Filed under 13th century history

Inside St Peter’s Bristol

Inside St Peter’s Bristol

When we were campaigning to save Bristol’s Castle Park, we were repeatedly told this mediaeval church was at risk of falling inwards, weakened by the fire that destroyed it in The Blitz. But it’s still standing and now volunteers have access to it to help maintain the adjoining garden. It’s misnamed the Physic Garden, but … Continue reading

Parish Boundary Markers Bristol

Parish Boundary Markers Bristol

I love obscure bits of history, and parish boundary markers are great because you really have to poke around with your eyes open to spot them. They were used to mark the parish boundaries of mediaeval cities, to establish who had to pay church rates, who attended churches, and as legal documents in property sales. … Continue reading

Medieaval Selfie Stick?

Here’s a very strangely modern image It’s part of a medieval manuscript: At first I thought it was a joke, but it is in the museum of anthropology in Cambridge, a display on children in history, so look closer: The boys are playing on hobby horses, so playing at jousting, with their poles. What seems … Continue reading

Between Gargoyles and Grotesques

Between Gargoyles and Grotesques

A lot of people get these two terms mixed up. Gargoyles are the strange creatures that loom out of the sides of old churches to channel water away from the building; their mouths/throats are lead lined to protect them from erosion. Grotesques are strange faces. The term originates from the faces and masks found when … Continue reading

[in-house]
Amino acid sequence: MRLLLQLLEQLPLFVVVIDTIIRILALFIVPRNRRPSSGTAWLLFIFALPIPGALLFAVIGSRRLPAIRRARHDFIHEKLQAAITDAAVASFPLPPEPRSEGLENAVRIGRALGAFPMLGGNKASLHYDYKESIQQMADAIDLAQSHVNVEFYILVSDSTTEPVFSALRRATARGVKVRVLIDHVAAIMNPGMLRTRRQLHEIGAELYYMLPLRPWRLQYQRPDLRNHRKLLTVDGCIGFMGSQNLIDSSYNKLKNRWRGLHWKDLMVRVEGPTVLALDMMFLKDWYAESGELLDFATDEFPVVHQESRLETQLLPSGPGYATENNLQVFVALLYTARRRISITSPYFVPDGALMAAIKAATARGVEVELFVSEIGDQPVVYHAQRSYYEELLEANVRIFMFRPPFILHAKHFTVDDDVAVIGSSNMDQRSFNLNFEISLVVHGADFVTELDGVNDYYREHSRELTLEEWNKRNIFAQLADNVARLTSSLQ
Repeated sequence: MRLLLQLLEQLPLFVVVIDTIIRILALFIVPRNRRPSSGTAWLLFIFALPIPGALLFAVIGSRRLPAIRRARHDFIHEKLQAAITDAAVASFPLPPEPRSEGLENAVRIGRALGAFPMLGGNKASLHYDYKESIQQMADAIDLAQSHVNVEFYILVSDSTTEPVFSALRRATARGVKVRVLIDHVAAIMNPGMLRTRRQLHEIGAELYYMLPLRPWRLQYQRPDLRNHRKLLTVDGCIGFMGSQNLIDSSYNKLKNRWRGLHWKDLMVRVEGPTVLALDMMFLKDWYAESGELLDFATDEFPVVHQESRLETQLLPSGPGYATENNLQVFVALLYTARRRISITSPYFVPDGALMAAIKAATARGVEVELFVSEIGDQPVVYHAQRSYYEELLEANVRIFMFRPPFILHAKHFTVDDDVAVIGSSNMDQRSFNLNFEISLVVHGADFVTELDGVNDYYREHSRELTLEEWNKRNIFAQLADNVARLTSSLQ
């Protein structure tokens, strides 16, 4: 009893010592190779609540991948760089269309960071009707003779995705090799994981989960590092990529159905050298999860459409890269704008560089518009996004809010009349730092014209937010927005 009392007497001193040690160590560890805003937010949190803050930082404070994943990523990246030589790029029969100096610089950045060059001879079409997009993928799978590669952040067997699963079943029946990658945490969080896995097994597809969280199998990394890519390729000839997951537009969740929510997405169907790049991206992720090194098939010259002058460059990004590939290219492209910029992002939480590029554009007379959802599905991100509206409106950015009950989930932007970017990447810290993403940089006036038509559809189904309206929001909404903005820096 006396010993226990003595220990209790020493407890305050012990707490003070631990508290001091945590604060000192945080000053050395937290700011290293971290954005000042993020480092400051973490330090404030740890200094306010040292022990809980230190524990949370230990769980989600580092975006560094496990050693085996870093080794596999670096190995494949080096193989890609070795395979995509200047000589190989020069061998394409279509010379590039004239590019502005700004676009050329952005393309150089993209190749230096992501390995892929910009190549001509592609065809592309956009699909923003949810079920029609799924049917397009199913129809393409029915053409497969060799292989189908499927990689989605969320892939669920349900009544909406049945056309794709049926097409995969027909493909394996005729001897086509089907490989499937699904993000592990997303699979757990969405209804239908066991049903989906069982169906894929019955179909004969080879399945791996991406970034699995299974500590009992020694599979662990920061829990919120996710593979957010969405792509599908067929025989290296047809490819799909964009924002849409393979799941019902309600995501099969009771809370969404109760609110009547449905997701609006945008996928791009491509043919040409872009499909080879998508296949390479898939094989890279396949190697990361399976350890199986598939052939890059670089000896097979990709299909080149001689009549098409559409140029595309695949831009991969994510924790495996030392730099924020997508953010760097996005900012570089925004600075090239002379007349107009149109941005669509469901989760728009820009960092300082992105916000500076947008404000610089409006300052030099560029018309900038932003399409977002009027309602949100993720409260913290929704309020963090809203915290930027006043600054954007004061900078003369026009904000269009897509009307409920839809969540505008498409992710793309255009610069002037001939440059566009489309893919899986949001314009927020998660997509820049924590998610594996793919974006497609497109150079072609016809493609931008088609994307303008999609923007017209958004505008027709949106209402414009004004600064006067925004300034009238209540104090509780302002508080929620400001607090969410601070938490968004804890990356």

Crosses and Public Spaces

Crosses and Public Spaces

I am fascinated by the creation, marking and use of public space. The centre of many towns and cities had Market or High Crosses which were the focus for communities. This is from Francis Watkins and the Dollond Telescope Patent Controversy describes the region near Charring Cross/Trafalgar Square in central London. The latter continues to be the … Continue reading

‘The Good Life’ or Malnutrition?

Saturday’s i had an article featuring Monty Don, tv gardening presenter, who criticised the popular 1970s sitcom The Good Life, based on a suburban couple played by Felicity Kendal and Richard Briers who trie d to be self sufficient. Don claims: “No one seriously waned to know how to separate curds from whey  or render … Continue reading

Popes and Ventriloquy

I love reading about early theatre performances. In the early 18th century the first Prime Minister Robert Walpole was annoyed at the many scurrilous plays and comedies insulting him and his ministry so he passed the Licensing act of 1737 which censored public performances and continued into the 20th century. This led to shows advertising … Continue reading